Leo underscored rights to reasonable hours, rest periods, health safeguards, safe working conditions, and special provisions for women and children; freedom to attend to religious obligations; and to be free from the expectation of working on Sundays or Holydays. For their part, workers also must work well and conscientiously, not injure employers or their property, refrain from violence, and be thrifty and prudent.
As it closed in 1965, Vatican II underscored the dignity of human labor in supporting workers and families and as a way in which humans “are a partner in bringing God’s creation to fruition” and are “associated with the redemptive work itself of Jesus Christ, who conferred an eminent dignity on labor when at Nazareth He worked with His own hands.” The council confirmed a “family wage” in these words:
Finally, payment for labor must be such as to furnish a man with the means to cultivate his own material, social, cultural, and spiritual life worthily, and that of his dependents.
Despite the lack of inclusive gender language in this passage, this Council document made a real contribution by highlighting the continued relevance of safeguarding worker justice, which has persisted as a priority in Catholic social thought to this day. In his 1981 encyclical Laborem Exercens John Paul II focused again on workers. In an unprecedented papal document that resembles a philosophical and theological treatise focusing squarely on the theme of human labor, Saint John Paul identified work as “the essential key, to the whole social question”. The Polish pope argued that through the Genesis work-mandate “to subdue the earth” humans image their Creator and share God’s creative action. This makes people the “subjects of work,” and labor is neither a tool in the productive process nor a commodity. All other facets of the economic system belong to the “objective” order and are intended to serve humanity and our calling to be persons.
Besides providing numerous resources for the burgeoning development of a theology of labor, the pontiff clarified the status and significance of many claims drawn from Catholic teaching on human rights. First was “suitable employment for all who are capable of it,” and, when unavailable, provision of unemployment benefits by employers or, upon their failure, the state. Just remuneration for work by a head of family must “suffice for establishing and properly maintaining a family and for providing security for its future”. This affirms the moral necessity of providing a family wage or other measures such as family allowances for child-raising parents.
John Paul insisted that there must be no age or gender discrimination. Work-related benefits must include health care, coverage of work accidents, affordable or even free medical assistance for workers and families, old age pensions and insurance, and appropriate vacations and holidays. Trade and professional unions retain the right to organize, act politically, and to strike “within just limits”. The pope affirmed the dignity of agricultural labor, rights of disabled persons to appropriate training and work, and the right to emigrate to find suitable work.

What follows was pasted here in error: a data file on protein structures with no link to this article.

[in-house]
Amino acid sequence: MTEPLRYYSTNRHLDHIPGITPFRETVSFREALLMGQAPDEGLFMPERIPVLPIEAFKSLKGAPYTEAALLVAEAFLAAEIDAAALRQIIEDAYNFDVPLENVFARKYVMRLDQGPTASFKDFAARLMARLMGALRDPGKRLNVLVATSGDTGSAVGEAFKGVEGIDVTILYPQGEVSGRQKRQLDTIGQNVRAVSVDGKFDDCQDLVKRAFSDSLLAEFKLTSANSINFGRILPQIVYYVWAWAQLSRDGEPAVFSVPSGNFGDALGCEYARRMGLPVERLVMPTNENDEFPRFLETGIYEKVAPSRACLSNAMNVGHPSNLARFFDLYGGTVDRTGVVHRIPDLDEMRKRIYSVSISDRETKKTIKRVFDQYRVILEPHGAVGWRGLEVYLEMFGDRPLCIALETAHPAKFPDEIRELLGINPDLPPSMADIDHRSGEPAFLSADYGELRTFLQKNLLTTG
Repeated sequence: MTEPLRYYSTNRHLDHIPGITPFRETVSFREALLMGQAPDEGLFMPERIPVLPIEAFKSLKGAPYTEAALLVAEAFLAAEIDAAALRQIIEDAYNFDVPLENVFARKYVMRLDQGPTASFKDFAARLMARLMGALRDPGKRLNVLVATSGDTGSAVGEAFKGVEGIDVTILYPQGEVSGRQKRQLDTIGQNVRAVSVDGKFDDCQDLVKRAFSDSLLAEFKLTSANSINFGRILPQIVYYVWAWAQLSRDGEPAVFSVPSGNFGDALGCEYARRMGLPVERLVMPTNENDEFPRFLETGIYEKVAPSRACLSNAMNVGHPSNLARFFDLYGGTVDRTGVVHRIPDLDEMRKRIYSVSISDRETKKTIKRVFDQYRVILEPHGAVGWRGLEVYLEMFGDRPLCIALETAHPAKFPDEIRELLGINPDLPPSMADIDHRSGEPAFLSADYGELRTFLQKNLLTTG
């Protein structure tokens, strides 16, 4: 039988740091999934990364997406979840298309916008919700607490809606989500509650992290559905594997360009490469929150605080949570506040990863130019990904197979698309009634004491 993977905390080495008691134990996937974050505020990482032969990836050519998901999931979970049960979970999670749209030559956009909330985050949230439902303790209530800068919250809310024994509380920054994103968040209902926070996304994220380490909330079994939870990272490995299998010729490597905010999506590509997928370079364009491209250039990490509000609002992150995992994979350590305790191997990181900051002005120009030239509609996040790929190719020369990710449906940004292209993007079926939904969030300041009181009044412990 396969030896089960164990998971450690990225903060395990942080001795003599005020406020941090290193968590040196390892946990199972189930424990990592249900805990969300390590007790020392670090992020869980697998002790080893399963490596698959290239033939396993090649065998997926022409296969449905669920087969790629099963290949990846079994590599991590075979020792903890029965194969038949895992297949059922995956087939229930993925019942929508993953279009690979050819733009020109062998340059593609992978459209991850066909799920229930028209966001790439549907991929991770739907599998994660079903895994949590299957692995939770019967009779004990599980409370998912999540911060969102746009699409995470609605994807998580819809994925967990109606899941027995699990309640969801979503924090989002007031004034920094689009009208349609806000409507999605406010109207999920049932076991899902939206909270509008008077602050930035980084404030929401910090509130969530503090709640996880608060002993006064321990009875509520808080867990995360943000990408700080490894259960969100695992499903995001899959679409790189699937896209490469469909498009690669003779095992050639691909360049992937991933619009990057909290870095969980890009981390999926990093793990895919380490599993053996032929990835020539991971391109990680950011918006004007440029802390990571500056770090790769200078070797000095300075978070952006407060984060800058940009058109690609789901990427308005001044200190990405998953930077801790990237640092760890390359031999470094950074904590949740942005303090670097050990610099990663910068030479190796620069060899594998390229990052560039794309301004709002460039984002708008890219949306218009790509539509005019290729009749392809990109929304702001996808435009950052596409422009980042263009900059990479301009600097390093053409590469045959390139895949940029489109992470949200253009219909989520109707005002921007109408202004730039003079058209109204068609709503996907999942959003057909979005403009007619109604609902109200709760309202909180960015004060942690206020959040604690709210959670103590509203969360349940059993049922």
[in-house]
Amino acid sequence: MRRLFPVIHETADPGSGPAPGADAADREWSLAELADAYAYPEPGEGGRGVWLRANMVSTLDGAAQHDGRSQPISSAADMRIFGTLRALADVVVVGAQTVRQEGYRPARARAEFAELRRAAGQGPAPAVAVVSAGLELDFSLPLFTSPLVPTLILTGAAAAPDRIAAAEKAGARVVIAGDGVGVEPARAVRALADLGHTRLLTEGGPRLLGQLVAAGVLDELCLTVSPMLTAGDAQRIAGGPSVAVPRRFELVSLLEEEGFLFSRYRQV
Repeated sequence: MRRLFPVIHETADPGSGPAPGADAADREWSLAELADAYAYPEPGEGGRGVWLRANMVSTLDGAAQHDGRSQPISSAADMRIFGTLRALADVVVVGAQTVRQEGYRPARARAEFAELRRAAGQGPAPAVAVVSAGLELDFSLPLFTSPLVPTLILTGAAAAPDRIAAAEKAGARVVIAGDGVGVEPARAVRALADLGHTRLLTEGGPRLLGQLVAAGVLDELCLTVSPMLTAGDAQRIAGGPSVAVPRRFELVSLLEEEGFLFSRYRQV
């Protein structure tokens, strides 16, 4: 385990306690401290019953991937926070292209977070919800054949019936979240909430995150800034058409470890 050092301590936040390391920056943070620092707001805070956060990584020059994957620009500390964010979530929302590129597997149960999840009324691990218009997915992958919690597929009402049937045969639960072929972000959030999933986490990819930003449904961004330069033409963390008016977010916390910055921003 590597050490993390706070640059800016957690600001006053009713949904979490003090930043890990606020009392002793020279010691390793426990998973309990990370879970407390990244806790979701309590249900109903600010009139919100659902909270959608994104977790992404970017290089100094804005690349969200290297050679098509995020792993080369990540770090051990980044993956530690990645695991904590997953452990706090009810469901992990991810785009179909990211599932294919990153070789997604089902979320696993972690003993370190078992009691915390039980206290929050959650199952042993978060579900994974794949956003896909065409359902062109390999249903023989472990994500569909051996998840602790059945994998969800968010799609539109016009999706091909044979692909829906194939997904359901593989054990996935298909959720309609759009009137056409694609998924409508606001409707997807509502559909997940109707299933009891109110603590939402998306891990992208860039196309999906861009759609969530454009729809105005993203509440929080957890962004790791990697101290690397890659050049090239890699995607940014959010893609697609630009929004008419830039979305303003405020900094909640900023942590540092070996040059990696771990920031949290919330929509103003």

Three decades later in Caritas in Veritate, Pope Benedict underscored workers’ centrality in the economy: “…the primary capital to be safeguarded and valued is man, the human person in his or her integrity…” Further, work must be freely chosen, workers respected without discrimination, workers’ organizations (unions) allowed, and child labor prohibited. Work must allow family needs to be met, including education, provide “enough room” for personal and spiritual development, and guarantee a decent retirement.
Pope Francis, for his part, has continued the trajectory of expressing the Catholic Church’s advocacy for worker rights, especially in the series of three “World Meetings of Popular Movements,” at which he has delivered substantial addresses challenging all players in the global economy to advance the wellbeing of workers, and especially of the unemployed as they struggle for human dignity. By giving voice to theological elements deeply embedded in the everyday practice of human labor, all the popes mentioned above have contributed to a growing spirituality of work that invites and enables every person to reflect profoundly on the spiritual significance of work, and especially on how human labor constitutes co-creation with God and forges fellowship with our fellow humans.
 Pope Leo XIII. (1891) Rerum Novarum: On the Condition of Labor, 1891.
 Ibid., Paragraph 9.
 Ibid., Paragraphs 19-20.
 Ibid., Paragraph 63.
 Ibid., Paragraphs 69-72.
 Ibid., Paragraphs 59, 60, and 64.
 Ibid., Paragraph 31.
 Ibid., Paragraph 58.
 Ibid., Paragraphs 30 and 65.
 Vatican Council II. (1965) Gaudium et Spes: The Church in the Modern World, 67.
 Pope John Paul II. (1981) Laborem Exercens: On Human Work.
 Ibid., Paragraph 3.
 Ibid., Paragraph 6.
 Ibid., Paragraph 18.
 Ibid., Paragraph 19.
 Ibid., Paragraph 19.
 Ibid., Paragraph 20.
 Ibid., Paragraph 21.
 Ibid., Paragraph 22.
 Ibid., Paragraph 23.
 Pope Benedict. (2009) Caritas in Veritate: Charity in Truth.
 Ibid., Paragraph 25.
 Ibid., Paragraph 63.